Key sectors highlighted as Turkey and US seek $100 billion in trade

22 August 2019 3 min. read

A new report from BCG has identified eight key sectors of focus for Turkey as it seeks to increase its bilateral trade relations with the US.

Ahead of next month’s trade discussions between the two countries, a new report prepared by global management firm Boston Consulting Group has identified the key sectors which could help push US-Turkey trade volume up to the $100 billion mark. According to Turkish media outlet Daily Sabah, the 300-page report was prepared under the chairmanship of Turkey’s Trade Ministry, with input from the business community and a wide range of business associations.

Of almost 40 local sectors examined, the BCG report identifies the automotive, textile, aviation, white goods, jewelry, building materials, furniture and tourism segments as those holding the greatest potential to boost Turkish exports to the US, while liquefied natural gas (LNG), aerospace, medical devices and chemical products were singled out as suggested areas of focus for the US side in the two countries’ efforts to gradually increase bilateral trade to $100 billion.

While political tensions persist following a series of diplomatic spats over the past twelve months, the new $100 billion target agreed upon at last month’s G20 summit in Japan is a significant jump from the $75 billion previously flagged, and is nearly five times greater than the $20.5 billion volume of trade recoded in 2018. According to the Office of the U.S. Trade Representative (USTR), imports from Turkey increased by more than 120 percent over the past decade.

Key sectors highlighted as Turkey and US seek $100 billion in trade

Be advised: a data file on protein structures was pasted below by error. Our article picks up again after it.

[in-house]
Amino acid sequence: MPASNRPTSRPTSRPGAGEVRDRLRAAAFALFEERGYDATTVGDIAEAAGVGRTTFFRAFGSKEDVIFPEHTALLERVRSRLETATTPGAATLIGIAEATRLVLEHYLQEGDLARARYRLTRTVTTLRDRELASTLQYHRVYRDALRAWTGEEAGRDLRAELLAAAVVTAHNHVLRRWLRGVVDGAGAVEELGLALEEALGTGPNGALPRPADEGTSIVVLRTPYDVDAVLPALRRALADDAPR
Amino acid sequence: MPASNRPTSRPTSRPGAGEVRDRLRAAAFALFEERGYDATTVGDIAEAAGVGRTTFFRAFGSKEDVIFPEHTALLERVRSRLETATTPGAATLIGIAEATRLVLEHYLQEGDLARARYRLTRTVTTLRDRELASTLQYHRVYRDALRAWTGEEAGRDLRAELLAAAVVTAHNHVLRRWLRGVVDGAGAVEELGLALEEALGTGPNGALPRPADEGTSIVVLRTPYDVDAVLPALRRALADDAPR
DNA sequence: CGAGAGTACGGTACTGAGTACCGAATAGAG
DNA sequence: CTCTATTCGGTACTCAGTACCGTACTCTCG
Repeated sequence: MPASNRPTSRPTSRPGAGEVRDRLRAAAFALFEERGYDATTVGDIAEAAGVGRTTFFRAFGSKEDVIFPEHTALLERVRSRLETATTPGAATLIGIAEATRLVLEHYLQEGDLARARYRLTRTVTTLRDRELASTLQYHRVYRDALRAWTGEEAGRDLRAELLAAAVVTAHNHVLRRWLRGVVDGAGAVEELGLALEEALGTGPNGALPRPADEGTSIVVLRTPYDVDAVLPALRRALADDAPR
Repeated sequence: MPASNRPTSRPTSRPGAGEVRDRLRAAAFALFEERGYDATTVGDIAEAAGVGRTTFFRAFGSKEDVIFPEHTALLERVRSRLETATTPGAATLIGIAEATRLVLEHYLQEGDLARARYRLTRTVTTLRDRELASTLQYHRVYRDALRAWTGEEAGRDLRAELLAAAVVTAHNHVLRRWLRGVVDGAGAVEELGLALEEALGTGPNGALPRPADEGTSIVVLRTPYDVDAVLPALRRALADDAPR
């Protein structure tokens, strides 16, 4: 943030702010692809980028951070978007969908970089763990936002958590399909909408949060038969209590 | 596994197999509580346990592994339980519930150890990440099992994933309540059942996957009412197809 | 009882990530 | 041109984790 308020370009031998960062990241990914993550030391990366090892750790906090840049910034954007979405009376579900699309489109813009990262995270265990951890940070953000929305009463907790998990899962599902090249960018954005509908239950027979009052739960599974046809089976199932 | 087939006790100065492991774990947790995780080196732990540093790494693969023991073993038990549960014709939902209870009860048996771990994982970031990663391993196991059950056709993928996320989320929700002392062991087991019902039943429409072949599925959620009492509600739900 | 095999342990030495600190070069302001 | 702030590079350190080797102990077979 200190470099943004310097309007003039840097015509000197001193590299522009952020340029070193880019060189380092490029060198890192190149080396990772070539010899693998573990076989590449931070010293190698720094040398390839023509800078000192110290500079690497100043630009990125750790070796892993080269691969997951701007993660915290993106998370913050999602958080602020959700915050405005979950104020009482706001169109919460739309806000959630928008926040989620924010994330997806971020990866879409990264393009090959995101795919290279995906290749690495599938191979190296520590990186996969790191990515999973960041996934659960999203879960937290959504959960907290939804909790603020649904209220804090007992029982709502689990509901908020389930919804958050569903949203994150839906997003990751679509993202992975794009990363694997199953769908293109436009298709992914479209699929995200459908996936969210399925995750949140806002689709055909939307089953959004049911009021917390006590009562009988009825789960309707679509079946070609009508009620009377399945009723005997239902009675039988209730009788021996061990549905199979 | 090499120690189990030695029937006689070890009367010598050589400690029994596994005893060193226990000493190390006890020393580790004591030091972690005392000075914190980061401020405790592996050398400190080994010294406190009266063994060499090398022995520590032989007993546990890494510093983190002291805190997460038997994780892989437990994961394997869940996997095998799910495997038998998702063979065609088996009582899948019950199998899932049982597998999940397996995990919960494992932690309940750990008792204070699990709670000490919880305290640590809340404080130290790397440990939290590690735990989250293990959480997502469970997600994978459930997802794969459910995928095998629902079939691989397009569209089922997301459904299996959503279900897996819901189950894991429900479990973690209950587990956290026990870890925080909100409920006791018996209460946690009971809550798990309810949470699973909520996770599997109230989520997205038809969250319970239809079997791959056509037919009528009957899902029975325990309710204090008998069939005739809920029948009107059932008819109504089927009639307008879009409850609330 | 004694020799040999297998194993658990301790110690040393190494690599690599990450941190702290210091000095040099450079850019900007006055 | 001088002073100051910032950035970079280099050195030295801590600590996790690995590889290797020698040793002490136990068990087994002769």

With imports and exports between the countries close to evenly split, USTR figures show that Turkey is currently the 33rd largest supplier of goods into the US, with machinery, vehicles, carpets and textiles, and iron and steel the leading categories in 2018, the latter of which the US reduced tariffs on earlier this year. US exports to Turkey meanwhile were the highest by value in 2018 in the categories of aircraft, mineral fuels, iron and steel, machinery, and cotton.

According to Sabah, the BCG report stresses that the ongoing US-China trade tiff has created a vital opportunity for Turkey – with the automotive, apparel, and white goods segments notably among those highlighted in the report. In many areas, the recommendation is for Turkish enterprises to focus on quality and branding in order to compete with the cheap manufacturing advantage of Southeast Asian nations looking to capture their own share from the trade fall-out.

Elsewhere, the report looks into opportunities for local small and medium enterprises, noting the importance of establishing support mechanisms to enhance exports, while further suggesting increased consulting, training and business partnerships can add to the potential. Overall, increased trade would be supported by way of a preferential trade agreement to facilitate customs duties and regulations and through promotional campaigns promoting Turkey to US investors.

“Our goal is not only to increase trade between the two countries, but to also focus on foreign capital investment,” said Turkey’s Deputy Minister of Trade Rıza Tuna Turagay at a round table meeting with public and private stakeholders held last month. “The exports of our domestic products to third countries will increase in parallel with the increase in foreign capital.” As per USTR data, US foreign direct investment (FDI) in Turkey stood at $4.3 billion as of 2017.